Even though Royale came in second, it believes it got a good land position. “Everything we picked is optimum for oil generation - in all three shales,” Abdel-Rahman said.
The central North Slope is home to three stacked shales: the Triassic-age Shublik formation, the Jurassic-age Kingak shale and the Cretaceous-age Hue, or HRZ, shale.
Of those, Royale told Petroleum News that it was most excited about the Shublik, which the company believes in similar to the booming Bakken formation of North Dakota.
The company has said it also intends to pursue conventional oil targets on its acreage.
Building a joint ventureRoyale’s exploration efforts since its initial lease acquisition have been measured.
By early 2012, Royale said it wanted to find a joint venture partner to help it drill as many as six wells the following winter - two wells on each of its three lease blocks.
In early 2013, Australia-based Rampart Energy Ltd. agreed to spend $43 million on exploration in return for a large stake in the Royale land position on the North Slope.
Under the deal, Rampart could earn a 10 percent working interest in the western block of leases by paying Royale $3.4 million in two chunks by deadlines in June and December 2013. Rampart could earn an additional 20 percent interest by acquiring 3-D seismic over both the western and central Blocks by March 31, 2014, and could earn another 45 percent interest (for a total working interest of 75 percent) by drilling, testing and completing two wells, including horizontal sections into target formations, by March 31, 2015. The deal also allowed Rampart to earn a 75 percent working interest in the Central Block by completing a 3-D seismic survey and paying an additional $1.7 million by June 30, 2014.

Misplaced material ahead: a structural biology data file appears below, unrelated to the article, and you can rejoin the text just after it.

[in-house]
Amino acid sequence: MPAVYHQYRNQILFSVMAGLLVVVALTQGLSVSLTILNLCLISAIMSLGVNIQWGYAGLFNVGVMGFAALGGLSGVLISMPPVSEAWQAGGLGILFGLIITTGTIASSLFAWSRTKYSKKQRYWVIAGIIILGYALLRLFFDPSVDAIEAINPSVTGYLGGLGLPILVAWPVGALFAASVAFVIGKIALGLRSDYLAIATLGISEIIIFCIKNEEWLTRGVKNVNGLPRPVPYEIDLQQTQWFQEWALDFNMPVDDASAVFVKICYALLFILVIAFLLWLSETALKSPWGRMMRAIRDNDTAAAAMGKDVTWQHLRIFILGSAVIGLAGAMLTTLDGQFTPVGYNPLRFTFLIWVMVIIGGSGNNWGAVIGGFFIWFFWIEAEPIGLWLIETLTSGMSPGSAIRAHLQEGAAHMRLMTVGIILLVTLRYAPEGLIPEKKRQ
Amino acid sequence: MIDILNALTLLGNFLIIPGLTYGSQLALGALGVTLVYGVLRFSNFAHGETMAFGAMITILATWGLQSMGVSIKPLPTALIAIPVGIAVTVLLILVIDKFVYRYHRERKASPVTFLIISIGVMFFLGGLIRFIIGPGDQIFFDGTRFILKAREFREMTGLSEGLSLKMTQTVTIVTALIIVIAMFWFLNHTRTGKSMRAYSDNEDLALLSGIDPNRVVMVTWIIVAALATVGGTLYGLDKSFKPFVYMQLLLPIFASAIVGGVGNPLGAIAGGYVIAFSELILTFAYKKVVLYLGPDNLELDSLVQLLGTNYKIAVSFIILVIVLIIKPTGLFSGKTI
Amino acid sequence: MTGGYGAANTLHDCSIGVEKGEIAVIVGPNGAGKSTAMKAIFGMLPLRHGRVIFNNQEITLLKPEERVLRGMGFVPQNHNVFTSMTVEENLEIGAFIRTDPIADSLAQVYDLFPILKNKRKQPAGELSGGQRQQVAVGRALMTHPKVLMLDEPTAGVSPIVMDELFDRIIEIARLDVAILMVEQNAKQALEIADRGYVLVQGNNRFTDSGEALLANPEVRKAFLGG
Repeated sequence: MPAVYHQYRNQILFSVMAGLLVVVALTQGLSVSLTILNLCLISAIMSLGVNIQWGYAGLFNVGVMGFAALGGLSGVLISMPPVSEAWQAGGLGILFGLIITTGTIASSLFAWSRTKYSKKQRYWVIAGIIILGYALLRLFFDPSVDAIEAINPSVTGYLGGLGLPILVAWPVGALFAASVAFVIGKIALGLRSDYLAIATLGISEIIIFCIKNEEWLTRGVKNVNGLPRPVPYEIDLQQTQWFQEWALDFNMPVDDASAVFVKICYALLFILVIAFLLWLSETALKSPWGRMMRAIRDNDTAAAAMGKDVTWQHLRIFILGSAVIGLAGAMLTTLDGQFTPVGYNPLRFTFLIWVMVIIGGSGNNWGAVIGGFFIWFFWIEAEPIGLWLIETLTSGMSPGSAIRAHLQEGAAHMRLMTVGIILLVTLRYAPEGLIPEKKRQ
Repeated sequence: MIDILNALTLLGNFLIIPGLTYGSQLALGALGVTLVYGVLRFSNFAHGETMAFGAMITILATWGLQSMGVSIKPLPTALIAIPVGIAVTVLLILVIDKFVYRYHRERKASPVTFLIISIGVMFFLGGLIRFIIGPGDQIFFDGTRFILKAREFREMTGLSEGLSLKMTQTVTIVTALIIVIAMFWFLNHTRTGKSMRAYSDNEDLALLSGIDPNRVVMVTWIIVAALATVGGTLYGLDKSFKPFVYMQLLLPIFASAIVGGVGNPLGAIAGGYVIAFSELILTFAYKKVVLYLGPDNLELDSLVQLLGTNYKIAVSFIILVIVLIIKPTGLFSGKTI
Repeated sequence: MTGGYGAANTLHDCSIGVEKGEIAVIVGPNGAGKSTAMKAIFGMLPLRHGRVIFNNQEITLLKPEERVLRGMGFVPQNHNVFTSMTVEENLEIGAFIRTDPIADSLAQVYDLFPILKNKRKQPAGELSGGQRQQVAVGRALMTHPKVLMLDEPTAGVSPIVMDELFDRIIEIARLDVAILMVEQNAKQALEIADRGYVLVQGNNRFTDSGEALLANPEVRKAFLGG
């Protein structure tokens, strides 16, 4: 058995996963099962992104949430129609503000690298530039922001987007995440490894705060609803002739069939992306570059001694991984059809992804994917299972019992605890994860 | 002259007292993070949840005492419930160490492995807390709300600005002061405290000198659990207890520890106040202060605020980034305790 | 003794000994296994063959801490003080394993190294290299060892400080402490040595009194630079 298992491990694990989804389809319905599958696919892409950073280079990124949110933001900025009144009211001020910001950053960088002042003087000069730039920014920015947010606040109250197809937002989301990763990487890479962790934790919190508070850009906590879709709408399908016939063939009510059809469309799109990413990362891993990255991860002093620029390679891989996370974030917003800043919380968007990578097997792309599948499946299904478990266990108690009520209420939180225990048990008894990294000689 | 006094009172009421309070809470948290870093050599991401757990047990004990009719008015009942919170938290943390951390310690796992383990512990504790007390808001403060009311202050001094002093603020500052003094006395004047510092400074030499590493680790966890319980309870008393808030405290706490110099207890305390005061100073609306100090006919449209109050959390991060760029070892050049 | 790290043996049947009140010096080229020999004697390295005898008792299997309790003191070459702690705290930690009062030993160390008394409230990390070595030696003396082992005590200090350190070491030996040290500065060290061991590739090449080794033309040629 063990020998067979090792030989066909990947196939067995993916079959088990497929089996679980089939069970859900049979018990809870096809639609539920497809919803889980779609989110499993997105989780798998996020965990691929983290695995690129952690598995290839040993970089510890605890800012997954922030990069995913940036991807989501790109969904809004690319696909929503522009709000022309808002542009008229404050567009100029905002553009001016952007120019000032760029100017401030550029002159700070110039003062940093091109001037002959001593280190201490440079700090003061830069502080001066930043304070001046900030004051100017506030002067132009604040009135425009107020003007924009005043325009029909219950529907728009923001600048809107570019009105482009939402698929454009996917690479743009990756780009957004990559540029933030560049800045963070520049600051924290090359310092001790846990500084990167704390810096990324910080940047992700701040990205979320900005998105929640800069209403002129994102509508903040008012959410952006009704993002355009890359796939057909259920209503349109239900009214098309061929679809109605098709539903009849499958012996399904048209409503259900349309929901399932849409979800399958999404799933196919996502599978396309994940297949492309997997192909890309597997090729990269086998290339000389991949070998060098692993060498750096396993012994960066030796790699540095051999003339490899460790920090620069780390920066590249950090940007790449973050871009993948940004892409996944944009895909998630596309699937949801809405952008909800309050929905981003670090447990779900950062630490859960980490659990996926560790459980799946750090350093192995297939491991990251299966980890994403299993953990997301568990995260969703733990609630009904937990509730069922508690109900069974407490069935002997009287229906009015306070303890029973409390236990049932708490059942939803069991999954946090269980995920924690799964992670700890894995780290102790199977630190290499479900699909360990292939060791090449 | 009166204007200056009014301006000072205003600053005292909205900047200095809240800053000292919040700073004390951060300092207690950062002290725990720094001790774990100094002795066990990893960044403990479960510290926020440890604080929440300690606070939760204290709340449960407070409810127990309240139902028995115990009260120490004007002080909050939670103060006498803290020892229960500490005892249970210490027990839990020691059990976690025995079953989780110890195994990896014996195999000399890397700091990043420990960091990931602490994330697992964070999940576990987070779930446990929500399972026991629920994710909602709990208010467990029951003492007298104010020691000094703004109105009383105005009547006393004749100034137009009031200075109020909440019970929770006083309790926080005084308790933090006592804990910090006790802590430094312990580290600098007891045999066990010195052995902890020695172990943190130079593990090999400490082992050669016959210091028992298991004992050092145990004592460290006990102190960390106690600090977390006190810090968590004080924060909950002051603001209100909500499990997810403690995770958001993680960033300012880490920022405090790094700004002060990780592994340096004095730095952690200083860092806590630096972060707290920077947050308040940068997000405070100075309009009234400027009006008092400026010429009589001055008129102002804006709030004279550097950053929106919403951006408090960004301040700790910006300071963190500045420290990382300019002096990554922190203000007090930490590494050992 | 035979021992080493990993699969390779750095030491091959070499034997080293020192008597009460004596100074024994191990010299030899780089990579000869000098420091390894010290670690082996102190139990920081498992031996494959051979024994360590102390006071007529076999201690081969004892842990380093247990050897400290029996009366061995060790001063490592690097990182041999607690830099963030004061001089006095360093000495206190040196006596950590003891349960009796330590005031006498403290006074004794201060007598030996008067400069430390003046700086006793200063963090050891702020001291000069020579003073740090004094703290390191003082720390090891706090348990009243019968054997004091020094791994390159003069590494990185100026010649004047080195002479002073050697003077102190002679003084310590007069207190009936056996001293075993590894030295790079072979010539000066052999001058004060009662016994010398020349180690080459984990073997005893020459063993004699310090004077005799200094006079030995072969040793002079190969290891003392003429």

Rampart has met the first targets, paying Royale $3.4 million last year and hiring SAE Exploration to conduct a 3-D seismic survey over 120 square miles of the North Slope.
The processing is expected to take between six and 12 weeks, according to Royale, and will determine where the company drills, should it return to the region next winter.
A preliminary interpretation of the seismic “identified a large conventional target, covering an area of up to 20,000 acres,” according to Royale, but Rampart suggested some source rock potential, too. “The preliminary results available to date are showing excellent data quality and clearly highlight the key interpretable intervals such as the Brookian and HRZ packages, and near top Kingak Formation,” Rampart’s Marshall said in a statement, referring to the Brookian formation that is producing at various places across the North Slope and also to two of the three source rock formations present in the region.
Rampart has repeatedly praised the exploration tax credits available under the Alaska’s Clear and Equitable Share fiscal regime. Portions of the production tax code were replaced earlier this year, but the segments relating to exploration credits remained largely in place. Rampart used its ACES credits to secure its $50 million credit facility from an affiliate of the New York-based lending firm Melody Capital Partners LP.